Foodies Meet their Waterloo

Article and photography by Steve Gillick

Historically, when someone was said to have met their Waterloo, it was akin to Napoleon’s defeat at the famous 1815 Battle. In other words, not such a good thing. But today, a visit to the Waterloo Region, located about one hour west of Toronto in Ontario, Canada, is an exercise in culinary delight due to a thriving craft beer industry, a growing number of excellent restaurants and the famous St. Jacobs Farmers Market.

Our introduction to everything delicious began at The Berlin restaurant in the city of Kitchener. With Chef Jonathan Gushue at the helm, the creativity of the dishes added a touch of epicurean serendipity to the eating experience, from the Chicken Rillettes to the house-made Prosciutto and from the tart with trout roe and lemon crème, to the tuna tartar with fried green tomatoes. And every taste event was paired with craft beer or wine or tequila with the philosophy, as expressed by Wes Klassen the Sommelier, that guests should have an easy, peaceful feeling about matching a drink to a dish.

Wes used the term ‘passion’ to describe the rationale behind the creation of the dishes along with the extra effort to secure local, fresh produce, as well as the satisfied reaction of the customers. By doing so, he was expressing a feeling common to the other brewers and restauranteurs in the Region.

When Steve Innocente, the President of Innocente Brewing turned 40, he decided to become a full time brewer, and certainly anyone who has tasted the Inn O’Slainte Irish Red Ale would applaud Steve’s decision. He wanted to ‘open the mind and palate of present and future clients to the complexity of beer’ and actually turn craft beer into a destination on its own. And when this kind of enthusiasm becomes contagious, it results in the pride and passion that one finds in the Waterloo Region, at such popular ‘destinations’ as Block Three Brewing Company in St. Jacobs, Together We’re Bitter Cooperative Brewing in Kitchener, Barncat Artisan Ales in Cambridge, and many others.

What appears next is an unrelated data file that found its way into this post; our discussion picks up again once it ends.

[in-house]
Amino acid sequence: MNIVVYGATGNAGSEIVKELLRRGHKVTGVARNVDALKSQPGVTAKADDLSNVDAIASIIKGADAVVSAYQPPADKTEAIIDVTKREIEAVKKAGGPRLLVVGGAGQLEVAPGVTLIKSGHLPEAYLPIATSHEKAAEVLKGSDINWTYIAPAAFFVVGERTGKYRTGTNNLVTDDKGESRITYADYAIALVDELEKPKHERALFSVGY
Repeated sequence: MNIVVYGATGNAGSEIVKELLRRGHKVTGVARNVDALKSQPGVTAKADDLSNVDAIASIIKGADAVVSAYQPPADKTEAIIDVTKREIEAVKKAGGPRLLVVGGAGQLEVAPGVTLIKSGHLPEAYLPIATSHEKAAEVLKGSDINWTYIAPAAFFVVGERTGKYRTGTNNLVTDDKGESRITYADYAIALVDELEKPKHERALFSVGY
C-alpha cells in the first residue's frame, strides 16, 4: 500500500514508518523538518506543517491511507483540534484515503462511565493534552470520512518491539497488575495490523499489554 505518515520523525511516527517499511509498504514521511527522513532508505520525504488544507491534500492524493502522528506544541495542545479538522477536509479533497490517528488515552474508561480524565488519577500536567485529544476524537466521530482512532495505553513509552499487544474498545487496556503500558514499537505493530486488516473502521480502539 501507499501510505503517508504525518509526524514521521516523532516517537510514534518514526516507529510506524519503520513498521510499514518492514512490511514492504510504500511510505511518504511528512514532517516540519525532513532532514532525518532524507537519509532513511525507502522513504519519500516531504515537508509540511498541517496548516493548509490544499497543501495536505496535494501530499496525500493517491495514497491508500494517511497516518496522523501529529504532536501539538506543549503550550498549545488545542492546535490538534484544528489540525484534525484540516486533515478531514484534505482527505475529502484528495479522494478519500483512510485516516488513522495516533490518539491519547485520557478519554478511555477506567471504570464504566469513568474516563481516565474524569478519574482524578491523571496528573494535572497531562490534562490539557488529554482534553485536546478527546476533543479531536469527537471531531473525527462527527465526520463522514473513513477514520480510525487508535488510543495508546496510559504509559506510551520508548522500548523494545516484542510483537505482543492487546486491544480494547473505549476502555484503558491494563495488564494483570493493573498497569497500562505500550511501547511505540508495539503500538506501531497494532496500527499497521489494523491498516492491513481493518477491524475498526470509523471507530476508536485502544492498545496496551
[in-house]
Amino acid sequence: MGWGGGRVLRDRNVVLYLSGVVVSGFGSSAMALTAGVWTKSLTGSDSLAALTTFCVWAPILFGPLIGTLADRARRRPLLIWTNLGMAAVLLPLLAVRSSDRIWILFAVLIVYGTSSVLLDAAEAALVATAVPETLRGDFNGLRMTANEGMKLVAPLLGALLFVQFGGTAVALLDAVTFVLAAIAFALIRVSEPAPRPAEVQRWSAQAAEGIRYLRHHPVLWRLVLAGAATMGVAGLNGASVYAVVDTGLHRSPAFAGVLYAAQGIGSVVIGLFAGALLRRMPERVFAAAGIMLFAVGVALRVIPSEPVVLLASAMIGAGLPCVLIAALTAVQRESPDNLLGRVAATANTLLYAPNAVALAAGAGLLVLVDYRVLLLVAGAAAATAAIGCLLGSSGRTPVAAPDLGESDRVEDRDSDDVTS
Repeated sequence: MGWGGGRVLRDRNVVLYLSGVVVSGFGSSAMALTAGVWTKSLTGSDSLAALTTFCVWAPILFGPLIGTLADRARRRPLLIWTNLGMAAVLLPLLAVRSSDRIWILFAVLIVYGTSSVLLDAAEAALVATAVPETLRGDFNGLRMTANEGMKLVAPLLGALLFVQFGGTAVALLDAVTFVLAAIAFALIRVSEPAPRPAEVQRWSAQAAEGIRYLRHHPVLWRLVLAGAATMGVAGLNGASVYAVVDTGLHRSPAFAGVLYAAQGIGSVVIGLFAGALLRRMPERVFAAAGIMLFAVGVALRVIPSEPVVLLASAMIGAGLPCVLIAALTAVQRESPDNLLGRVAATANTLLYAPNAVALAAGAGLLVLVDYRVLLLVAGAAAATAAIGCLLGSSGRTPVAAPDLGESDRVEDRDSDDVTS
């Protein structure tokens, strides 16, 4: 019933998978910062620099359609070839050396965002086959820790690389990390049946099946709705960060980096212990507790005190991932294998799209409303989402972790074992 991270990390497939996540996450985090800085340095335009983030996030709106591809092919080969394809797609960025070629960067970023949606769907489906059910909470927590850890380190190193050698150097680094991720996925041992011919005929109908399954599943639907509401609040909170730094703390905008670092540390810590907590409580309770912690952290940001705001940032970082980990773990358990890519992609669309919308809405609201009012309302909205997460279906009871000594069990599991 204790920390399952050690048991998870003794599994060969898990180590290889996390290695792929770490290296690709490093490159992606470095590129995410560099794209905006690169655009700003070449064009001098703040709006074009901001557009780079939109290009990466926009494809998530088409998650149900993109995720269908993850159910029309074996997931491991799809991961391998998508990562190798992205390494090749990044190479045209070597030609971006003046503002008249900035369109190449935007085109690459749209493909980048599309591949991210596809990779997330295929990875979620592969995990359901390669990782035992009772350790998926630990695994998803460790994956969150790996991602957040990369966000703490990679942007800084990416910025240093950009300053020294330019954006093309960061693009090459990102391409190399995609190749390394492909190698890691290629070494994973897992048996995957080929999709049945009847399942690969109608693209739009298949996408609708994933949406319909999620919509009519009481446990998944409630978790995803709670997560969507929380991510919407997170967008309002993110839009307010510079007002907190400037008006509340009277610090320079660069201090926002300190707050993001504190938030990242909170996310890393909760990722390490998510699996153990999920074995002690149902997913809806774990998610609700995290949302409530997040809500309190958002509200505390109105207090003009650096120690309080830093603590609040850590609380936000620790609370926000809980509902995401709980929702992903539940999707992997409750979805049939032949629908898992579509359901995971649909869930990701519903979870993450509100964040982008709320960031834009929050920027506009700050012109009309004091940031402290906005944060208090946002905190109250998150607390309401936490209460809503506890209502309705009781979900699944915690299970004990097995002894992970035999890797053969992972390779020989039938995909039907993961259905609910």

And then there is the Lancaster Smokehouse, the child of Chris and Cathy Corrigan. Chris explained that he was able to turn a dream to reality when he opened the Smokehouse to offer Southern Barbeque to the Region. Chris beams when he notes that all the food is made to competition standards and reflects the locavore movement, where local products are used exclusively. “It’s a sense of community and a tribute to the hard working families in the area”. And the food is pure taste-bud heaven as we practically swoon over the ribs, brisket and fried chicken, along with ample sides of onion rings, collard greens, sweet potato fries, mac n’cheese and corn bread.

Of course, no trip to the Region would be complete without a visit to St. Jacobs Farmers’ Market. The vegetables, fruit and meat are ultra-fresh as customers stroll past the colourful stalls, interact with the local Mennonite farmers, or relax in Muskoka Chairs and take in the scenery.

The Waterloo Region is a definite must-see for those looking for that experiential serendipity that results in one surprise after another.